I'm not sure how I feel about defining humans as mammals. I'd like to believe our ability to rationalize enables us to be more empathetic.
 

Absurdity

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Before someone reaches the point of taking another life, it seems necessary to abstract or generalize the victims existence. Like DreamMancer mentioned, technology like unmanned drones allows the murderer to kill from a distance, an emotional distance in which the subject is abstract.
Unless it was a crime of passion, where the victim's existence is too visceral and emotionally upsetting, and they therefore had to be eliminated. As TriflinThomas said, perhaps if he were angry enough, he could kill someone with a knife.

Maybe (since we are all nerdy INTPs here) the scenarios where one takes a life could be plotted along two axes, emotional and physical distance. US President Truman, who dropped two atomic bombs on Japan, would be in the upper right of this graph, and crimes of passion would be of more proximate emotional and physical distance (since it is doubtful someone would want to kill an unfaithful lover with a sniper rifle), and thus, closer to the origin. Drone operators would be closer to Truman.

I'm not sure how I feel about defining humans as mammals. I'd like to believe our ability to rationalize enables us to be more empathetic.
How are humans anything other than mammals? And what does the ability to "rationalize" (not sure what definition you are using) have to do with empathy?
 

Da Blob

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Yes, an interesting topic for all of the paradox.

I have killed animals cold-heartedly and I could kill a human with the same dispassion. It is easy to see how disposing of Them could even viewed as a righteous thing to do. However, here in America most murders are not those of strangers, but of people known to their murderers, often in an intimate relationship (?)

This is weird. Former husbands and wives, boy friends and girl friends, family members and co-workers etc. are all victims of murders. Not to mention the utter selfishness of suicide. Even abortion is in the mix, in the eyes of some...

I am now of the opinion that the taking of human life really does not solve very many problems, unless the life taken is a human trying to take one's own life...
 

DreamMancer

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Unless it was a crime of passion, where the victim's existence is too visceral and emotionally upsetting, and they therefore had to be eliminated. As TriflinThomas said, perhaps if he were angry enough, he could kill someone with a knife.

Maybe (since we are all nerdy INTPs here) the scenarios where one takes a life could be plotted along two axes, emotional and physical distance. US President Truman, who dropped two atomic bombs on Japan, would be in the upper right of this graph, and crimes of passion would be of more proximate emotional and physical distance (since it is doubtful someone would want to kill an unfaithful lover with a sniper rifle), and thus, closer to the origin. Drone operators would be closer to Truman.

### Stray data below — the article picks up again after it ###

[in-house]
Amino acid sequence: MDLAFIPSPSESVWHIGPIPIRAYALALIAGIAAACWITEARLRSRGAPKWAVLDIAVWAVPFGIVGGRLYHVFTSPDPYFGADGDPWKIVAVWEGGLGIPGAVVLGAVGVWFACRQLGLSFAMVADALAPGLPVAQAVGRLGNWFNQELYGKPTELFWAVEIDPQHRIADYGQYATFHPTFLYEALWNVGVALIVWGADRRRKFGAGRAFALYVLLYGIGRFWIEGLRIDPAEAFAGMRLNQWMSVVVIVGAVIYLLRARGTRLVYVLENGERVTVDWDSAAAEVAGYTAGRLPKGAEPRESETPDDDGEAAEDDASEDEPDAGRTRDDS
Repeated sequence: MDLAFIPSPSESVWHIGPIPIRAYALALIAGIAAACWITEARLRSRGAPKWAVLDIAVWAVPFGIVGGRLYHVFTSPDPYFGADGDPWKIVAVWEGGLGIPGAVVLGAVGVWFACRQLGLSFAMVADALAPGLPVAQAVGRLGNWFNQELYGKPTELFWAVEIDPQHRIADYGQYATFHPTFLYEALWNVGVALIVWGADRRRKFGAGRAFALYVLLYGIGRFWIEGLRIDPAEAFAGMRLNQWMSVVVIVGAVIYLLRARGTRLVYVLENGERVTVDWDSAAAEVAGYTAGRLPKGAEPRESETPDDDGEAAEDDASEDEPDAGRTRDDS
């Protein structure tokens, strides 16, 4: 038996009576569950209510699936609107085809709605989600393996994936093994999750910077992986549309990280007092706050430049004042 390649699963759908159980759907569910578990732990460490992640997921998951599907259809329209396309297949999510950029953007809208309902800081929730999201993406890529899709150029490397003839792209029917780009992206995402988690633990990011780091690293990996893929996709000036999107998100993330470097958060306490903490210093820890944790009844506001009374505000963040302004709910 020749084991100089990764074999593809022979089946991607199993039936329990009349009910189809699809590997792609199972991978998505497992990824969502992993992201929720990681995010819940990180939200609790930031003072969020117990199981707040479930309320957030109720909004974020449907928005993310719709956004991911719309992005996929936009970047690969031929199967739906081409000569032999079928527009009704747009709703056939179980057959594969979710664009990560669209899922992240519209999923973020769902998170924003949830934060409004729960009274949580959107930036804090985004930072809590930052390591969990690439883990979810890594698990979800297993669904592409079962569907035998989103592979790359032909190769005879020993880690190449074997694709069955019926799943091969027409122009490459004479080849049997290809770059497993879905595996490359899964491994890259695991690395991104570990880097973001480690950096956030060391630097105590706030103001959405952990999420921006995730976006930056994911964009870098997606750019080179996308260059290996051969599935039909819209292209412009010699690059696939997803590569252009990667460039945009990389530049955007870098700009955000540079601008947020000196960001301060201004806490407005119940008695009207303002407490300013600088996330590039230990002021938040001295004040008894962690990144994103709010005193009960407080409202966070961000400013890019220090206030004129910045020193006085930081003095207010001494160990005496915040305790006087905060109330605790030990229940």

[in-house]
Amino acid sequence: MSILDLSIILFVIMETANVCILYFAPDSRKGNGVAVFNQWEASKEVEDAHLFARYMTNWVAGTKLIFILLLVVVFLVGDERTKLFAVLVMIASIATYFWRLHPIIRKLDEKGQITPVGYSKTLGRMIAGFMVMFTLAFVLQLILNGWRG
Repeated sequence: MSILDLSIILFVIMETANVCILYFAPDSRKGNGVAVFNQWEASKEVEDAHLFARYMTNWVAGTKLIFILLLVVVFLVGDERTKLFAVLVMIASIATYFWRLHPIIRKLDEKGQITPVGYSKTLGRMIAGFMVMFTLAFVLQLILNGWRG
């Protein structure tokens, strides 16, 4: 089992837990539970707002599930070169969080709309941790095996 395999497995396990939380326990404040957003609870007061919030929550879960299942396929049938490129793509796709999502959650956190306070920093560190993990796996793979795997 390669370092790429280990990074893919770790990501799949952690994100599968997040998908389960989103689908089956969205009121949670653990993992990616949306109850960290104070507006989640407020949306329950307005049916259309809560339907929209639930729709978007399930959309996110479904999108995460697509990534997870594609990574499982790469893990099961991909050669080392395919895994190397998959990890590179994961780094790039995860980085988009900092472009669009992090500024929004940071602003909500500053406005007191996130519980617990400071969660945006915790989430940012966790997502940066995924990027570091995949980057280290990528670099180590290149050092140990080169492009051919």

Interesting - does anyone know the rate at which murderers who commit "crimes of passion" suffer from PTSD, express remorse, etc?
 

DreamMancer

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Yes, an interesting topic for all of the paradox.

I have killed animals cold-heartedly and I could kill a human with the same dispassion. It is easy to see how disposing of Them could even viewed as a righteous thing to do. However, here in America most murders are not those of strangers, but of people known to their murderers, often in an intimate relationship (?)
I remember reading somewhere that a significant portion of murderers in US had sexual relationships with their victims at one time or another. It sounds strange, but when one considers the kinds of passions that can be aroused in those situations (jealousy, anger, feelings of betrayal, etc), perhaps it is not very surprising after all.

I am now of the opinion that the taking of human life really does not solve very many problems, unless the life taken is a human trying to take one's own life...
I very much agree with this.
 

Absurdity

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It is easy to see how disposing of Them could even viewed as a righteous thing to do.
Pentti Linkola is a radical Finnish ecologist who supports massive human depopulation. Linkola believes that life, including human life, is sacred, but only to an extent. After a certain point, each additional human life diminishes the value of the others. He believes that we as a planet are well beyond that point and must take drastic measures to correct this.

What to do, when a ship carrying a hundred passengers suddenly capsizes and [there is] only one lifeboat? When the lifeboat is full, those who hate life will try to load it with more people and sink the lot. Those who love and respect life will take the ship’s axe and sever the extra hands that cling to the sides of the boat.
 

nil

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It would not be at all hard for one who does not value either life or the continuation of human existence.
 

Absurdity

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It would not be at all hard for one who does not value either life or the continuation of human existence.
I think it is much easier to espouse this position than to actually believe and live it.
 

nil

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nil

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Do enlighten me.